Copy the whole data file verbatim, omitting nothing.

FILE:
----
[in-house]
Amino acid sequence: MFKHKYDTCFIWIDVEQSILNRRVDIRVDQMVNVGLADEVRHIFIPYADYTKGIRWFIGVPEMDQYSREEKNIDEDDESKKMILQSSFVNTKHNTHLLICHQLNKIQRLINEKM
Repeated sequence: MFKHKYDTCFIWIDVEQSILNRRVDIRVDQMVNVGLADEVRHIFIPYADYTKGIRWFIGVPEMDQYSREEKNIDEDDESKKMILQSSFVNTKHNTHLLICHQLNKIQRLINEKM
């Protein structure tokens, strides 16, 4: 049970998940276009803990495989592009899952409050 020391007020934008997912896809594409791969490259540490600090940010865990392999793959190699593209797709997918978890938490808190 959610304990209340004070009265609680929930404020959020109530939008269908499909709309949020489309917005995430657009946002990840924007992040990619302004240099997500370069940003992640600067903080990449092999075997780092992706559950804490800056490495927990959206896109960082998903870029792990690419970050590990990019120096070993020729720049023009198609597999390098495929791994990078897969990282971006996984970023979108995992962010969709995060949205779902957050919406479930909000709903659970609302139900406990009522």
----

[in-house]
Amino acid sequence: MFKHKYDTCFIWIDVEQSILNRRVDIRVDQMVNVGLADEVRHIFIPYADYTKGIRWFIGVPEMDQYSREEKNIDEDDESKKMILQSSFVNTKHNTHLLICHQLNKIQRLINEKM
Repeated sequence: MFKHKYDTCFIWIDVEQSILNRRVDIRVDQMVNVGLADEVRHIFIPYADYTKGIRWFIGVPEMDQYSREEKNIDEDDESKKMILQSSFVNTKHNTHLLICHQLNKIQRLINEKM
């Protein structure tokens, strides 16, 4: 049970998940276009803990495989592009899952409050 020391007020934008997912896809594409791969490259540490600090940010865990392999793959190699593209797709997918978890938490808190 959610304990209340004070009265609680929930404020959020109530939008269908499909709309949020489309917005995430657009946002990840924007992040990619302004240099997500370069940003992640600067903080990449092999075997780092992706559950804490800056490495927990959206896109960082998903870029792990690419970050590990990019120096070993020729720049023009198609597999390098495929791994990078897969990282971006996984970023979108995992962010969709995060949205779902957050919406479930909000709903659970609302139900406990009522």